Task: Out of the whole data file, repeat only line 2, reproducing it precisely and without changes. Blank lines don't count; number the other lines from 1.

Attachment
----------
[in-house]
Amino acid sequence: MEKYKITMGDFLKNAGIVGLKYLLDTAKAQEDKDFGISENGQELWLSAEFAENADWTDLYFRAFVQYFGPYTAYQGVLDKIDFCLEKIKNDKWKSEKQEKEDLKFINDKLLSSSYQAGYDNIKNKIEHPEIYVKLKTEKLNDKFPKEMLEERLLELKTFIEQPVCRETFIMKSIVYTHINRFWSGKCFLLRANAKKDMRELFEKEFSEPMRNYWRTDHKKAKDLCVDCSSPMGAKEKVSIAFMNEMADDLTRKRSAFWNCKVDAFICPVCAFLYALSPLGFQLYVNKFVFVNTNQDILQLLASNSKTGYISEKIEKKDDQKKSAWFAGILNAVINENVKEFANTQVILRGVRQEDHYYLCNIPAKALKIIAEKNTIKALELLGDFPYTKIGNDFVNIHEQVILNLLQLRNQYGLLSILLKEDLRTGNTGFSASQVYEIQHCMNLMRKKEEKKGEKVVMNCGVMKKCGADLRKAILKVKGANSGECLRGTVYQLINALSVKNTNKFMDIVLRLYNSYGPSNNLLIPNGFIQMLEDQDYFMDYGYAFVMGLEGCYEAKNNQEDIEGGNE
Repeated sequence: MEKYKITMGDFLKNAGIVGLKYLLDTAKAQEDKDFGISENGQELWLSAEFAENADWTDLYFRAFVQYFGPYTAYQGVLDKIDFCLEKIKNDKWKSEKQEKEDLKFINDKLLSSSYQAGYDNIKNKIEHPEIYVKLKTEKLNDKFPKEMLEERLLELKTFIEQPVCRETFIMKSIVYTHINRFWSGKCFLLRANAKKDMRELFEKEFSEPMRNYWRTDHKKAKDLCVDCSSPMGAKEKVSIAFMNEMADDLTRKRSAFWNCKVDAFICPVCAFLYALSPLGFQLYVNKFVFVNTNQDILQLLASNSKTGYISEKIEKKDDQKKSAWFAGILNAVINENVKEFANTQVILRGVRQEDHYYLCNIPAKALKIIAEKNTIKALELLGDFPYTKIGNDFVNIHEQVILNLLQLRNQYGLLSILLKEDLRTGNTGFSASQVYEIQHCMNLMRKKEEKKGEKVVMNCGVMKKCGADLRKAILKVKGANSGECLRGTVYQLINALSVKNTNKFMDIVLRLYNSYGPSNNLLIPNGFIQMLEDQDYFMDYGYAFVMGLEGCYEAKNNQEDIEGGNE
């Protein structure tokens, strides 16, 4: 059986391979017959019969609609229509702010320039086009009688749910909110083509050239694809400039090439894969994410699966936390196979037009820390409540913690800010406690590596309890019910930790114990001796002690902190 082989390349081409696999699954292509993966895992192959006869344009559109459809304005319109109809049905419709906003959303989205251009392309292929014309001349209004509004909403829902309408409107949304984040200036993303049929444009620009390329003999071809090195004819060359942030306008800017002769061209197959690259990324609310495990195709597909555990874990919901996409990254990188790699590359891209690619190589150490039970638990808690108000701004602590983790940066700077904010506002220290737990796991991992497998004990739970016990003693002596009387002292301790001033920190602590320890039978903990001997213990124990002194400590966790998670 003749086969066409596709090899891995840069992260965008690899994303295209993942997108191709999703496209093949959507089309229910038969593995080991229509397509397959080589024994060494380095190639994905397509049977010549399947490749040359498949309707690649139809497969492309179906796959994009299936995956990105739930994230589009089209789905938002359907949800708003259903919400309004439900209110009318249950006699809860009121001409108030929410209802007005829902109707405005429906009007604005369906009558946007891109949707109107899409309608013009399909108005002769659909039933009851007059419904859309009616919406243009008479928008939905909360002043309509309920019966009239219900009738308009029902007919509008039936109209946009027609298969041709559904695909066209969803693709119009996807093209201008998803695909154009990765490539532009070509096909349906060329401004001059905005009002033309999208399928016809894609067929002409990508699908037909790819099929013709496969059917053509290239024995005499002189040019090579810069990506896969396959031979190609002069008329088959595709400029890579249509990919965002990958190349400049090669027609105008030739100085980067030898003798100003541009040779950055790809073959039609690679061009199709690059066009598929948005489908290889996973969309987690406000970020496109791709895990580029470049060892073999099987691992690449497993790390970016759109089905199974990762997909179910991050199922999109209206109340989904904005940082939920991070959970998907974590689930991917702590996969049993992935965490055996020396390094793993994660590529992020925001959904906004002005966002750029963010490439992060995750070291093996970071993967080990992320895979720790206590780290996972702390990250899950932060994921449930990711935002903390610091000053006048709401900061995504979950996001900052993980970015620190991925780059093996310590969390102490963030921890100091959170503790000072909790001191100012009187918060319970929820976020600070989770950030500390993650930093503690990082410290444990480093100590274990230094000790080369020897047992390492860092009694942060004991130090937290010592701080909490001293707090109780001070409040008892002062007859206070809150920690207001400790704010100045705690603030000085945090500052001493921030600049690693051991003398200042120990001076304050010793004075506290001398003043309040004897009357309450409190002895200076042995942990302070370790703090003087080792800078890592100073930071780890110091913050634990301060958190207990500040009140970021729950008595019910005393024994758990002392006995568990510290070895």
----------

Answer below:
Amino acid sequence: MEKYKITMGDFLKNAGIVGLKYLLDTAKAQEDKDFGISENGQELWLSAEFAENADWTDLYFRAFVQYFGPYTAYQGVLDKIDFCLEKIKNDKWKSEKQEKEDLKFINDKLLSSSYQAGYDNIKNKIEHPEIYVKLKTEKLNDKFPKEMLEERLLELKTFIEQPVCRETFIMKSIVYTHINRFWSGKCFLLRANAKKDMRELFEKEFSEPMRNYWRTDHKKAKDLCVDCSSPMGAKEKVSIAFMNEMADDLTRKRSAFWNCKVDAFICPVCAFLYALSPLGFQLYVNKFVFVNTNQDILQLLASNSKTGYISEKIEKKDDQKKSAWFAGILNAVINENVKEFANTQVILRGVRQEDHYYLCNIPAKALKIIAEKNTIKALELLGDFPYTKIGNDFVNIHEQVILNLLQLRNQYGLLSILLKEDLRTGNTGFSASQVYEIQHCMNLMRKKEEKKGEKVVMNCGVMKKCGADLRKAILKVKGANSGECLRGTVYQLINALSVKNTNKFMDIVLRLYNSYGPSNNLLIPNGFIQMLEDQDYFMDYGYAFVMGLEGCYEAKNNQEDIEGGNE